Chinese Premier to face massive queries in upcoming online chat

12:57, February 27, 2010      

Email | Print | Subscribe | Comments | Forum 

Tens of thousands of questions inquiring hefty housing prices, unemployment or wealth gap in China flocked into a government website as Premier Wen Jiabao readies for an online chat with netizens on Saturday afternoon.

Four hours after the news was announced at 8 a.m. (Beijing Time), more than 130,000 questions have been put forward in the central government's website (

The portal and of the Xinhua News Agency will jointly interview Premier Wen at 3 p.m. with chosen questions raised by netizens.

"I earn only 2,000 yuan (294 U.S. dollars) a month, half of which is paid for apartment rent. I find that buying my own apartment is a luxury now due to high housing price. Can you help to solve the problem?" asked a netizen named "Manman".

"How do house demolition projects reflect the people-oriented principle of the government work?" another netizen named "Chinese" asked, referring to cases of forced demolition during land development, some of which have aroused public anger.

Many queries were about key livelihood issues such as widening wealth gap, job-seeking problems, education, medicare and corruption.

Some also cared about economic development, energy security and environmental pollution in the country, which has the largest number of Internet users in the world.

The country reported 384 million Internet users, or about one third of the country's 1.3 billion population, by the end of 2009, up by 28.9 percent from a year ago, according to a January report of the China Internet Network Information Center.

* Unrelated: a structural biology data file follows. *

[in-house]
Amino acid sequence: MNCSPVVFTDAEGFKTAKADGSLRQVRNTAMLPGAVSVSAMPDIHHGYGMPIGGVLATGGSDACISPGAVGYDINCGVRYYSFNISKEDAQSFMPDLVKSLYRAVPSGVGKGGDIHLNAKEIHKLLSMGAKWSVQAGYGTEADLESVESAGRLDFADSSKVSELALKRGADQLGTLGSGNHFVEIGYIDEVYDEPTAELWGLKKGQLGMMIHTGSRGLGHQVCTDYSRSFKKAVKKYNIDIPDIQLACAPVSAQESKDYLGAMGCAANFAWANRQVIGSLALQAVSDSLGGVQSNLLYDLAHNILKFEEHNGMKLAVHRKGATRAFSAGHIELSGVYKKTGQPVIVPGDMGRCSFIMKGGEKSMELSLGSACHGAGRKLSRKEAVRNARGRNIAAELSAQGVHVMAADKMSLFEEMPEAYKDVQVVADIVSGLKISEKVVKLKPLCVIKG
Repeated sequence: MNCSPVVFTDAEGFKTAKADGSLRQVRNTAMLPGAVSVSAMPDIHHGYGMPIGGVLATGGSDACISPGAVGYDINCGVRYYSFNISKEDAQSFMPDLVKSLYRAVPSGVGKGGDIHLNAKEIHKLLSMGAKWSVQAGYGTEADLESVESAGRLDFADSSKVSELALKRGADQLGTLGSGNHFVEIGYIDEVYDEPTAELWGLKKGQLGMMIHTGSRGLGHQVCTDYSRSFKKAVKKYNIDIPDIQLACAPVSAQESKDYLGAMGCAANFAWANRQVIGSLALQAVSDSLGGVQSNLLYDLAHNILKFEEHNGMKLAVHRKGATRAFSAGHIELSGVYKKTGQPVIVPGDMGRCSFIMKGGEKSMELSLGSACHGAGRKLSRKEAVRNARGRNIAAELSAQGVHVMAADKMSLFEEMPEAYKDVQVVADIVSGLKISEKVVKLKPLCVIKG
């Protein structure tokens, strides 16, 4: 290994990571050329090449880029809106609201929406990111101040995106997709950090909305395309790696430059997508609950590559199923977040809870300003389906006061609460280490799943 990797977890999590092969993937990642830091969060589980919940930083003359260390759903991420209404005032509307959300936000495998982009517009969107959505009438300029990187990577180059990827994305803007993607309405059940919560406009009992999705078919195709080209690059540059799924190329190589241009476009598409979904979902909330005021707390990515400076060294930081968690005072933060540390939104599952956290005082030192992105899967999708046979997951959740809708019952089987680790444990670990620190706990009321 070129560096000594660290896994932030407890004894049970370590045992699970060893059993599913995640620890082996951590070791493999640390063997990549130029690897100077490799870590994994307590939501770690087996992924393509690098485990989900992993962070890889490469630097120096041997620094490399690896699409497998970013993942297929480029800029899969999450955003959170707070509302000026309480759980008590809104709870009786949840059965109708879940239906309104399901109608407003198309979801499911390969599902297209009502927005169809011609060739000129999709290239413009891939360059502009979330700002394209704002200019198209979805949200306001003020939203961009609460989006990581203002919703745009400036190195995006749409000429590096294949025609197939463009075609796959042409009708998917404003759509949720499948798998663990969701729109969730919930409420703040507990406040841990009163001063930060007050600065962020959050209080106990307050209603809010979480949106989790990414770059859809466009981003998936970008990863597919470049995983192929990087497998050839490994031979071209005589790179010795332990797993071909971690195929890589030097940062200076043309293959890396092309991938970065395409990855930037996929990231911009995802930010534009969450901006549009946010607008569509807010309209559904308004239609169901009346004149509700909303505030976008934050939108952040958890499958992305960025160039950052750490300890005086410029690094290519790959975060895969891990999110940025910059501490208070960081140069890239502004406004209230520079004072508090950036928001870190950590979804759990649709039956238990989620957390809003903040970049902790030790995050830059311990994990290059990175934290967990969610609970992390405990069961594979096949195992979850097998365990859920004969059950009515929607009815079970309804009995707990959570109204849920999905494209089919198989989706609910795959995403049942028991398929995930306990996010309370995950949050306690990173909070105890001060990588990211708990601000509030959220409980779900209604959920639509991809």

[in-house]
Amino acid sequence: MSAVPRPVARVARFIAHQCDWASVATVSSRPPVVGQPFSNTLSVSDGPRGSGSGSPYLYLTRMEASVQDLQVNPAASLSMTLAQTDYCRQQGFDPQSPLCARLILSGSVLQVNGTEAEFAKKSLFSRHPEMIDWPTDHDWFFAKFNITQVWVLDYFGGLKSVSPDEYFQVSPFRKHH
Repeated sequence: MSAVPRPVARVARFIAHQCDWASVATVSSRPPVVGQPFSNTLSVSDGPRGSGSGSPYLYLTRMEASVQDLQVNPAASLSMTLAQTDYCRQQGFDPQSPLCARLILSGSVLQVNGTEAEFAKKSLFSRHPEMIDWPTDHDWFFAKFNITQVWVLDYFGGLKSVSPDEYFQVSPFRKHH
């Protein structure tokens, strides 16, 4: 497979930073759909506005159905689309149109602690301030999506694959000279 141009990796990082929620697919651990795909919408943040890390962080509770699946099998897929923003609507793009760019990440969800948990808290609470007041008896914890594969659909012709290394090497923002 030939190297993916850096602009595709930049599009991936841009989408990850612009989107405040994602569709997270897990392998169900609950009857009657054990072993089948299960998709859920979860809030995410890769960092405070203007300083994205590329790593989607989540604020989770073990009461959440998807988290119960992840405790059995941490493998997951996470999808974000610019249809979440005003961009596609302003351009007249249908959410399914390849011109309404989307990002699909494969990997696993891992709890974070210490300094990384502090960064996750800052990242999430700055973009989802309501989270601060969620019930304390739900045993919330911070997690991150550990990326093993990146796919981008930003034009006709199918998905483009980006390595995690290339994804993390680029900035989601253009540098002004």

Wen jumped in his first ever online chat on Feb. 28, 2009 at the two sites, facing questions from nearly 300,000 netizens and mobile phone users ranging from unemployment, wealth gap, social justice to democracy.

The premier said he had used the Internet to listen to public opinions and suggestions.

Netizens have also proffered tens of thousands of questions and advices for Chinese leaders and the government at major Chinese news portals before the country's top legislature and advisory body open annual sessions next week.

Source: Xinhua
  • Do you have anything to say?


Special Coverage
Major headlines
Editor's Pick
  • Palestinians in Damascus protest Israel's shrine plan
  • U.N. envoy sees basis for solution of Greece-Macedonia name dispute
  • U.S. remains committed to peaceful resolution on Iran's nuclear issue: Clinton
  • Thailand's supreme court rules to confiscate 1.4 bln USD of Thaksin's frozen assets
  • China, Zambia reaffirm to seek stronger relationship
  • Fall/Winter 2010/11 women's collection at Milan Fashion Week
Most Popular
Hot Forum Dicussion